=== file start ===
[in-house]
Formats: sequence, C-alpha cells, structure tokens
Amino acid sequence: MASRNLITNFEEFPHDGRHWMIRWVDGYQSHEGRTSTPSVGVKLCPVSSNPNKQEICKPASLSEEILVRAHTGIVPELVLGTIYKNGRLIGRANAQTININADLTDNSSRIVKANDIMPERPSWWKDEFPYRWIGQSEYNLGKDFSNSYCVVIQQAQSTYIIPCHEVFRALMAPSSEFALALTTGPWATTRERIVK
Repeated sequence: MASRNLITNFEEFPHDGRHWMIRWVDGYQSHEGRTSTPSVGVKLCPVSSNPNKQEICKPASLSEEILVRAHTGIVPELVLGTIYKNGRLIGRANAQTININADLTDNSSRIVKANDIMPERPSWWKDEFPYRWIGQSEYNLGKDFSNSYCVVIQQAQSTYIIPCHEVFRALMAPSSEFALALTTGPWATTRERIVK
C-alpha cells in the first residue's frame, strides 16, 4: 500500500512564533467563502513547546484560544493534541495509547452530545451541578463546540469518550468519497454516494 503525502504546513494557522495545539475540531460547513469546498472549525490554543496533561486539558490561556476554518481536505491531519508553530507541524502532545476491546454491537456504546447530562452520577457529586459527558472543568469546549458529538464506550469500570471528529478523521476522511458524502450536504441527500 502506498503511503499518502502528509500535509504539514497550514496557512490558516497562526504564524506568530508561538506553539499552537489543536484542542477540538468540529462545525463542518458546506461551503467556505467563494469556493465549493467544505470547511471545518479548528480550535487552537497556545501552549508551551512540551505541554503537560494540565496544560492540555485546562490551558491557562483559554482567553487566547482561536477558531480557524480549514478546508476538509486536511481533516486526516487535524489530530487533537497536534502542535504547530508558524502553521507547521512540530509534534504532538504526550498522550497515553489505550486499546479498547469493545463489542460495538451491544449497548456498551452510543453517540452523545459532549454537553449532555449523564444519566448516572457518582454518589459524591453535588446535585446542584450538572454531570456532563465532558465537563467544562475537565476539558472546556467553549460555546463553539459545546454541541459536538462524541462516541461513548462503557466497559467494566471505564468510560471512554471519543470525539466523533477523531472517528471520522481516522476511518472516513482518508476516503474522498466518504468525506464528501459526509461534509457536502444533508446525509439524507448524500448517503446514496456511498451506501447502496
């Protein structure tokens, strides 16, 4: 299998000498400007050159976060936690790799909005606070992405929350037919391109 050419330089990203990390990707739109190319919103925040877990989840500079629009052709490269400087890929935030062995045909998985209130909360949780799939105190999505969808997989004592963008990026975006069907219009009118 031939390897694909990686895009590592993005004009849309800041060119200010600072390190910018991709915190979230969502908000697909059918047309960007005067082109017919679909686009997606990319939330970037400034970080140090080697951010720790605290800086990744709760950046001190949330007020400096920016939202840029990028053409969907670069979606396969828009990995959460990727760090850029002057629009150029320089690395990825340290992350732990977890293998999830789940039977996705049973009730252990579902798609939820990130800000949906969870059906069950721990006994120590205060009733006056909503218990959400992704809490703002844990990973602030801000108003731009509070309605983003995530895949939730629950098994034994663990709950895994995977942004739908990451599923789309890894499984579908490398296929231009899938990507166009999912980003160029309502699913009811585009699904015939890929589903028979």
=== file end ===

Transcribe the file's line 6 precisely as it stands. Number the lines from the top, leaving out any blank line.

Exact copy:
């Protein structure tokens, strides 16, 4: 299998000498400007050159976060936690790799909005606070992405929350037919391109 050419330089990203990390990707739109190319919103925040877990989840500079629009052709490269400087890929935030062995045909998985209130909360949780799939105190999505969808997989004592963008990026975006069907219009009118 031939390897694909990686895009590592993005004009849309800041060119200010600072390190910018991709915190979230969502908000697909059918047309960007005067082109017919679909686009997606990319939330970037400034970080140090080697951010720790605290800086990744709760950046001190949330007020400096920016939202840029990028053409969907670069979606396969828009990995959460990727760090850029002057629009150029320089690395990825340290992350732990977890293998999830789940039977996705049973009730252990579902798609939820990130800000949906969870059906069950721990006994120590205060009733006056909503218990959400992704809490703002844990990973602030801000108003731009509070309605983003995530895949939730629950098994034994663990709950895994995977942004739908990451599923789309890894499984579908490398296929231009899938990507166009999912980003160029309502699913009811585009699904015939890929589903028979």